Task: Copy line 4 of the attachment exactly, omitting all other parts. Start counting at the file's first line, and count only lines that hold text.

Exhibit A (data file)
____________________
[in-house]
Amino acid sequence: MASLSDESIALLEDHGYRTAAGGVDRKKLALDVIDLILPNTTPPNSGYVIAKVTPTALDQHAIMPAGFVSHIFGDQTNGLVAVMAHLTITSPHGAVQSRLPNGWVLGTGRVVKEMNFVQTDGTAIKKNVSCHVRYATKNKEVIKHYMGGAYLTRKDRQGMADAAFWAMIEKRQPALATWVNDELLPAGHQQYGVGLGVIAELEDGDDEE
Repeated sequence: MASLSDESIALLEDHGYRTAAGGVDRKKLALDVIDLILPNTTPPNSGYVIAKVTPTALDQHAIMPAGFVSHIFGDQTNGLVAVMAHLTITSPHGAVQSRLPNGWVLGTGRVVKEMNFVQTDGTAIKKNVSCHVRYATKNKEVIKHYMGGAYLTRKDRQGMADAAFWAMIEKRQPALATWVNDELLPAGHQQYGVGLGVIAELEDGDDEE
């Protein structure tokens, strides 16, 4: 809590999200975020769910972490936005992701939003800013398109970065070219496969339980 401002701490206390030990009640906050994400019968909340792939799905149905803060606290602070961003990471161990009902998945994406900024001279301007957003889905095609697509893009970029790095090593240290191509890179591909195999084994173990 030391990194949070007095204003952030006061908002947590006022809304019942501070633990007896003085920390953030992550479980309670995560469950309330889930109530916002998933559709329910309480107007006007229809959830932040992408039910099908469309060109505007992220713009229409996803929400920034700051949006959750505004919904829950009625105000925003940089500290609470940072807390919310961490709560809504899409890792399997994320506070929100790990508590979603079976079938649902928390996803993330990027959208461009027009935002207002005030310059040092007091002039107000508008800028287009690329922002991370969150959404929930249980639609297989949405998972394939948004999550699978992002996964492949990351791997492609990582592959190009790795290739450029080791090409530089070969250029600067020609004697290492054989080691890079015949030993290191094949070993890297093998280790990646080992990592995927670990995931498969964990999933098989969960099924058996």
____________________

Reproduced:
């Protein structure tokens, strides 16, 4: 809590999200975020769910972490936005992701939003800013398109970065070219496969339980 401002701490206390030990009640906050994400019968909340792939799905149905803060606290602070961003990471161990009902998945994406900024001279301007957003889905095609697509893009970029790095090593240290191509890179591909195999084994173990 030391990194949070007095204003952030006061908002947590006022809304019942501070633990007896003085920390953030992550479980309670995560469950309330889930109530916002998933559709329910309480107007006007229809959830932040992408039910099908469309060109505007992220713009229409996803929400920034700051949006959750505004919904829950009625105000925003940089500290609470940072807390919310961490709560809504899409890792399997994320506070929100790990508590979603079976079938649902928390996803993330990027959208461009027009935002207002005030310059040092007091002039107000508008800028287009690329922002991370969150959404929930249980639609297989949405998972394939948004999550699978992002996964492949990351791997492609990582592959190009790795290739450029080791090409530089070969250029600067020609004697290492054989080691890079015949030993290191094949070993890297093998280790990646080992990592995927670990995931498969964990999933098989969960099924058996």